but when you don't like franchise agreements or protectionist legislation in the interest of a different private company, it's wrong/Evil?



DataRiker
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00000

Nothing about their deal was secret. The KCK mayor was very public about the terms.

Not really sure I see a comparison here.



Michail
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reply to existenz

Re: At work

Isn't this U-verse's front yard? Sounds like a jab at AT&T.



tshirt
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reply to DataRiker

Re: Where are all the calls to bury these in huge vaults?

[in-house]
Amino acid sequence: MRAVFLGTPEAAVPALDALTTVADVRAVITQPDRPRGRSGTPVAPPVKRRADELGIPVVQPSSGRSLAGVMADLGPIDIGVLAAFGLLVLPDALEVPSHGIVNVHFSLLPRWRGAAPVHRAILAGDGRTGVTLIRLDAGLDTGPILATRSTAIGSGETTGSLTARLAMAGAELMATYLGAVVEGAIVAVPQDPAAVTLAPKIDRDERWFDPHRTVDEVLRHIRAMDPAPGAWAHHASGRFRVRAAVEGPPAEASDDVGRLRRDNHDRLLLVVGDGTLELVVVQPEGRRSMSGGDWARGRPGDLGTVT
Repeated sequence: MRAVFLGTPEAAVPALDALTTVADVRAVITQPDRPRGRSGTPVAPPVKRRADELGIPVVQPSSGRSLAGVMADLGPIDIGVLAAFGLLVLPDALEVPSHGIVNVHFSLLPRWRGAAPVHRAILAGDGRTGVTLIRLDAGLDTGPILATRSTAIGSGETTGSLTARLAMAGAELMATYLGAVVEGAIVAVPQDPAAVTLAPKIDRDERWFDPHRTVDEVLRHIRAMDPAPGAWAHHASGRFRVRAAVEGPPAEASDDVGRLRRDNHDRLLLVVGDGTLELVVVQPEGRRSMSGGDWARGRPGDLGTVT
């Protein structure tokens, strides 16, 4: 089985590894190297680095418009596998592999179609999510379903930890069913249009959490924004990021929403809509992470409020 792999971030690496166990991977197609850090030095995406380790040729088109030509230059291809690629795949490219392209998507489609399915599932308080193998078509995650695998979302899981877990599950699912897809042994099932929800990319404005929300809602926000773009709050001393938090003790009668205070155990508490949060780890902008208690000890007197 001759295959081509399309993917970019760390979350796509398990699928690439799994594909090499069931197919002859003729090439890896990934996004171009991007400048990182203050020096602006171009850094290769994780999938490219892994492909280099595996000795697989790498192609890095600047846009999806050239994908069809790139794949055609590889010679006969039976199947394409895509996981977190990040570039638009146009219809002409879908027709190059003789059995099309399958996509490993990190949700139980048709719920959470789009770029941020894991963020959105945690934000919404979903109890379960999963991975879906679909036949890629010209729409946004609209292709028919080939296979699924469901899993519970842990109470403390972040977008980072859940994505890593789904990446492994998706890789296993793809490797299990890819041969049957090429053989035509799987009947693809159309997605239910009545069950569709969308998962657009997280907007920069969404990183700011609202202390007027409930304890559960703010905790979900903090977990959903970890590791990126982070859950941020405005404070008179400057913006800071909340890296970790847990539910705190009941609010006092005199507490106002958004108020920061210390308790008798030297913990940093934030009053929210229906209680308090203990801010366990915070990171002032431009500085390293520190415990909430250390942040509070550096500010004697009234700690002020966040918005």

Pretty sure if you look back You'll see the terms were not disclosed until after the deal was sign, which caused an unroar among the existing /incumbents due to all the special google only costs paid by the city.



David
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2 edits
reply to DataRiker

 
 
said by DataRiker:

I highly doubt ATT would be getting outrage for offering free internet for 7 years and uncapped 1 gig access for 70 dollars.

yea... pesky thing... I guess when your real business is ad revenue and selling your data you can throw money around like that.

I guess when you look at it from this point of view..




yep... nothing wrong with their model at all.

--
02/24/14- My hours recently changed. I work 11:30 A.M. to 10 P.M. central time. I am not in the office on friday, saturday, or sunday. Thanks-David


fg8578

join:2009-04-26
Salem, OR
reply to Michail

Re: At work

San Antonio isn't nearly as hi-tech as Austin, and it doesn't have a college nearly as big as UT-Austin.